Sickness in the Nidaros Cathedral?
By Geir W. Jacobsen and Erlend Hem
Tidsskr Nor Legeforen, Vol.6 (2012)
Introduction: Up towards the ceiling vault of the Nidaros Cathedral, a number of artworks are hidden from public view. Many of the stone sculptures portray mythological animals and other scary creatures. In such company, one would imagine that human faces were also intended to evoke fear and anguish. Do they depict people with diseases?
In the winter of 2011, parts of the Nidaros Cathedral were cleaned and renovated for the first time sine the mid-1920s. This took place in the octagon, the octagonal space erected over the spot where Saint Olav is believed to be buried. A six-storey scaffolding replaced the high altar to reach the keystone in the vault. On his way up and down the scaffolding, the first author had an opportunity to admire works of art that have been inaccessible to the public since the previous cleaning. According to archaeologist Øystein Ekroll, who is in charge of the restoration works, another century will pass before anyone will come so close to these art treasures again.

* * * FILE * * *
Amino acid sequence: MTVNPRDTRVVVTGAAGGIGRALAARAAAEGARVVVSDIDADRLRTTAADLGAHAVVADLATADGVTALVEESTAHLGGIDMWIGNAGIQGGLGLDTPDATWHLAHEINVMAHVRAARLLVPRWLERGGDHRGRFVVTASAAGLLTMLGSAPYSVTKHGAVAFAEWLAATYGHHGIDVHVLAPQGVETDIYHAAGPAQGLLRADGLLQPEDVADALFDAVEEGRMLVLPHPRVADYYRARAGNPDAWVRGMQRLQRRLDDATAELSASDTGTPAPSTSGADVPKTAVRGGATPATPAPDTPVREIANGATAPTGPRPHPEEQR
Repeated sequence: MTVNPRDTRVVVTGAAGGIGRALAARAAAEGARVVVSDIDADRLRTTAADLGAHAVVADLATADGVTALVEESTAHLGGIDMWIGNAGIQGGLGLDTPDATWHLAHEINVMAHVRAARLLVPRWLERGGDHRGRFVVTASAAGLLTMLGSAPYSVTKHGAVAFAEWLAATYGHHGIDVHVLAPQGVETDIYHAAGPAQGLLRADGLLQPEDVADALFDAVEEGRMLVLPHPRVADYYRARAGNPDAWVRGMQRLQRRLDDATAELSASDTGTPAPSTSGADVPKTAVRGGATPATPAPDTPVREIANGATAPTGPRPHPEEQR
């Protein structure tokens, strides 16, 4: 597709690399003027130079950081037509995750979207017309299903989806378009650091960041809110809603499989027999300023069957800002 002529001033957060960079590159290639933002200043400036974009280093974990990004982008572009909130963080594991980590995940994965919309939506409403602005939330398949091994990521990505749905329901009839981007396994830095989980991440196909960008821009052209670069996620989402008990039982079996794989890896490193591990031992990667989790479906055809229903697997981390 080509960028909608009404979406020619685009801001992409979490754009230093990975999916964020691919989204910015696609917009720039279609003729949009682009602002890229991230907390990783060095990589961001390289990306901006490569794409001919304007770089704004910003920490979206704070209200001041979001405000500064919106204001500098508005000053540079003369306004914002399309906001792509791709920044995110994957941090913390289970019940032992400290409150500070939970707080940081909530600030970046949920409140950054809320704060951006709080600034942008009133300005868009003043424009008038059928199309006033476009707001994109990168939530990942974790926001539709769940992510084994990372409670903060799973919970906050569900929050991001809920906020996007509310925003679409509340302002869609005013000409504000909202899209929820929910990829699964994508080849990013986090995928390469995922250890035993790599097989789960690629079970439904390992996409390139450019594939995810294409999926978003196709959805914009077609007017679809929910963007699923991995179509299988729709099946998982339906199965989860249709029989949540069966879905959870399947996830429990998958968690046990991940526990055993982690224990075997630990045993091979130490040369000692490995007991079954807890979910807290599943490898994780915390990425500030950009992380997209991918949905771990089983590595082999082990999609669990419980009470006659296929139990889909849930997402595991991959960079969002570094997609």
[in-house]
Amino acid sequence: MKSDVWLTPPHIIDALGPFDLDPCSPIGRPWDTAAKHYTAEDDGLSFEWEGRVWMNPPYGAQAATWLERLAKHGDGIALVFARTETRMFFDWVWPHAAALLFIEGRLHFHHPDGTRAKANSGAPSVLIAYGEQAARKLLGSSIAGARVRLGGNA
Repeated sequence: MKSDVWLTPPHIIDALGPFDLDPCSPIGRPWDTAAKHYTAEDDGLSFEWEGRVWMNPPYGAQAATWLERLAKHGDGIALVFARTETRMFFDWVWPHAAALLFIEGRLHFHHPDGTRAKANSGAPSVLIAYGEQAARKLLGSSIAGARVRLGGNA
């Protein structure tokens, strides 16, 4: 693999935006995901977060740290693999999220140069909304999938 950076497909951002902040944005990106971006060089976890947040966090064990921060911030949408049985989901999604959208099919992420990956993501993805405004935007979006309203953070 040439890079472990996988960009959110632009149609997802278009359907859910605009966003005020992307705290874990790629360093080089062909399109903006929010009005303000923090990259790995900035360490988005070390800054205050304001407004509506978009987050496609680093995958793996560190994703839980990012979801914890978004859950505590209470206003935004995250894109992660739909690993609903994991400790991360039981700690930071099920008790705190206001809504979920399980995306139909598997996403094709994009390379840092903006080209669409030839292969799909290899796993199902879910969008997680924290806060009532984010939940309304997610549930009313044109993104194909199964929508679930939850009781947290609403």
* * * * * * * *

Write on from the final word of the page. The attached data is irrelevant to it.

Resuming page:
In this elevated space one would possibly expect to encounter portrayals of angels and saints, but there are few to be seen. On the contrary, strange mythological animals, and not least demons and other eerie apparitions dominate the upper space. Our interest soon turned to a group of figures on a cornice frieze at the third level of elevation – a depiction of two human faces and five mythological animals, all with a ghoulish appearance.